Alexander Thierry

Artist Statement

Every experience influences a person to make them who they are. Those experiences, traditions, and memories grow and merge together over time but are lost because of many factors. One that is hard to control is age. As people lose their memory to age, bit and pieces of that person seem to fade away. They may be sparked back to life with the telling of a story but as time goes on that spark simply isn’t there. By sharing, memories bring us together and keep us apart.

In my work, I use a combination of materials create objects to represent memories, time, and events to preserve and create discussion. I often create work that incorporates the physical properties of clay create objects. Clay offers a variety of material characteristics depending on the state it is presented, allowing for my work to range from temporary to permanent objects. This variable of permanence allows me to consider clay in many different ways when making decisions on the hierarchy of the material I choose to work with in each piece or body of work.

-- Alexander Thierry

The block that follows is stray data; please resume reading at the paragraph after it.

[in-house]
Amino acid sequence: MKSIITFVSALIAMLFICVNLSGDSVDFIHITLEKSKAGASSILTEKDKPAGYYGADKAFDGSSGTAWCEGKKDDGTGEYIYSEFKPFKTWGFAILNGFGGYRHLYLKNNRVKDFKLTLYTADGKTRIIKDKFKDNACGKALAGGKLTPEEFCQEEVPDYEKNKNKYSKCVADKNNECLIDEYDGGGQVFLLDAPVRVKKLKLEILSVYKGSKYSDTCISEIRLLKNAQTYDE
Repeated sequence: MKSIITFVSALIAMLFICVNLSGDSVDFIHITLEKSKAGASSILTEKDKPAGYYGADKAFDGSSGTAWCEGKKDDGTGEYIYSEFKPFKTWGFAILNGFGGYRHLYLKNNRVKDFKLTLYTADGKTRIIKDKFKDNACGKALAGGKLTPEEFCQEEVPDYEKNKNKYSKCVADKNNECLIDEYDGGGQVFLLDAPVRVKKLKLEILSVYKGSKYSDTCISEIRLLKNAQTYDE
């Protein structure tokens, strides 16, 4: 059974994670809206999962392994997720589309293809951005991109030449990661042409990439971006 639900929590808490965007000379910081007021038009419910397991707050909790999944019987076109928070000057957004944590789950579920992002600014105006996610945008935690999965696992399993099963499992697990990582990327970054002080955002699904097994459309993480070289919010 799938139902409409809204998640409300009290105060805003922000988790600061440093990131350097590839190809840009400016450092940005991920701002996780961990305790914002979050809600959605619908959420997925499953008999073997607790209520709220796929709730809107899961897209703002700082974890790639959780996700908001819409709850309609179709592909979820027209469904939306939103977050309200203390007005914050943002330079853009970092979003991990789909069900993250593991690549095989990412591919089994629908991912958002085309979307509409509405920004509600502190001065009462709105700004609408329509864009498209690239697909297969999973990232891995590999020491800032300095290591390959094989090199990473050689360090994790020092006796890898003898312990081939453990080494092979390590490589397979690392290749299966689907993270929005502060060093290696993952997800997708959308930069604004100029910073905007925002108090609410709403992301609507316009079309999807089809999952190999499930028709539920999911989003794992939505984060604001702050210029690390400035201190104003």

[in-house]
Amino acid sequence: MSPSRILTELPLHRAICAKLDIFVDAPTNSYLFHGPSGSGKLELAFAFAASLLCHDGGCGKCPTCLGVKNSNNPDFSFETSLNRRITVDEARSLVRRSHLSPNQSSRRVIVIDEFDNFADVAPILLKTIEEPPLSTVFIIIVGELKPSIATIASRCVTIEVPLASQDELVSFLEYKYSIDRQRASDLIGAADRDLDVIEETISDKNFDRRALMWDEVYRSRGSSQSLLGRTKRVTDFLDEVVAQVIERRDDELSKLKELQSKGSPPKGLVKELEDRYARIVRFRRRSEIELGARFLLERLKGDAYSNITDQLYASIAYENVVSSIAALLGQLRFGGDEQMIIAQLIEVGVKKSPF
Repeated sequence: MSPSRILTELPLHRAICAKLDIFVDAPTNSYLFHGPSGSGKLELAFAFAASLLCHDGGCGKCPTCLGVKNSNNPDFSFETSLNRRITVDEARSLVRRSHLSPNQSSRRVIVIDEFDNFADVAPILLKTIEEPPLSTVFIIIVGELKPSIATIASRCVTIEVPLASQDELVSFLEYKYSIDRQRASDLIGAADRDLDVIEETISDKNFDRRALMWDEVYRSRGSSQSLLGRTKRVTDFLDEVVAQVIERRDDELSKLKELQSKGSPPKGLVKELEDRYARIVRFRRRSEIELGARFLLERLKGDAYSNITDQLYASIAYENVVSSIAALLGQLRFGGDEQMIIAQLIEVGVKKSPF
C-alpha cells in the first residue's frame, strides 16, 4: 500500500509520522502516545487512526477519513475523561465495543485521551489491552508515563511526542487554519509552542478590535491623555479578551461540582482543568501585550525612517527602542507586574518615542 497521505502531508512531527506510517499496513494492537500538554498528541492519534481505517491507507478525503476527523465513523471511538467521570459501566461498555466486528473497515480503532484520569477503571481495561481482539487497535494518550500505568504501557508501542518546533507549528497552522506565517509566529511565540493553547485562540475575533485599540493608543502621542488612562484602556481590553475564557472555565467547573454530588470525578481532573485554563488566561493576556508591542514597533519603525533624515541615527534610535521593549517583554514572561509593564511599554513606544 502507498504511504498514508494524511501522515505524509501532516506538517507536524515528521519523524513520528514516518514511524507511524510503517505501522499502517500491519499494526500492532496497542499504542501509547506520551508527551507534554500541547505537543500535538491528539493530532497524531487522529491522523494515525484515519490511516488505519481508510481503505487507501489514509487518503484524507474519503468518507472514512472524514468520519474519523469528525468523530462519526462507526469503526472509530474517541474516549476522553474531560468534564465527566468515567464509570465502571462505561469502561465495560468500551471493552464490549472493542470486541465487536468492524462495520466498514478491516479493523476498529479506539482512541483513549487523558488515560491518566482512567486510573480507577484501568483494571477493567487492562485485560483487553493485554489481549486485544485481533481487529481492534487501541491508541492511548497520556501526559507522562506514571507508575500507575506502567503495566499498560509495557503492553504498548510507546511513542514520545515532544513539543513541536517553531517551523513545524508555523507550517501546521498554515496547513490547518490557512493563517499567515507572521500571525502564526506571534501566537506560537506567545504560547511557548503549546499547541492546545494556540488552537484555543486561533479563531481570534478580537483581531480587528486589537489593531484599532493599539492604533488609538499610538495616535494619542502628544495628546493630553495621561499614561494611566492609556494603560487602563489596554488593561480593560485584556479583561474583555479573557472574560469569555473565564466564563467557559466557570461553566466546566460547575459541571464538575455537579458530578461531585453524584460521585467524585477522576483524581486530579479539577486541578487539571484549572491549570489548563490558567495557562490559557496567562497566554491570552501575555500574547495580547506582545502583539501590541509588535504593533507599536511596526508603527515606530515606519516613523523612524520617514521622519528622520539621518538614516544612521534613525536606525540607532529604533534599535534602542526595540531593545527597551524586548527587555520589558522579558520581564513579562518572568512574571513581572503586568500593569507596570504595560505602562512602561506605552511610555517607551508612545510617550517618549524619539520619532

Bio

Born in St. Louis, Missouri, Alexander Thierry began working in clay while in high school. He attended the Truman State University in Kirksville, Missouri. During his time at Truman State, he received a B.A. in Painting, B.F.A. in Ceramics, and an M.A. in Visual Art Education. After graduation, Thierry traveled to Oak Harbor, Washington to teach high school pottery and design.

Thierry left high school teaching to attend the University of Kansas where he received an M.F.A. in Ceramics. Using the many resources of the university, Thierry experimented with clay as material and moved from making pottery to working conceptually with clay being the main material. Along with growing and evolving as an artist, he built a visiting artist series that received over $40,000 in three years of funding. He has also attended and workshops, and received assistantships to attend craft schools in Colorado, New Jersey and Tennessee.

Thierry now resides in Columbia, South Carolina and is an Assistant Professor of Ceramics at South Carolina State University. His work has been shown all over the United States in museums, galleries, and juried and solo exhibitions. His current bodies of work can stand alone or be intertwined between sculpture, video, and pottery.

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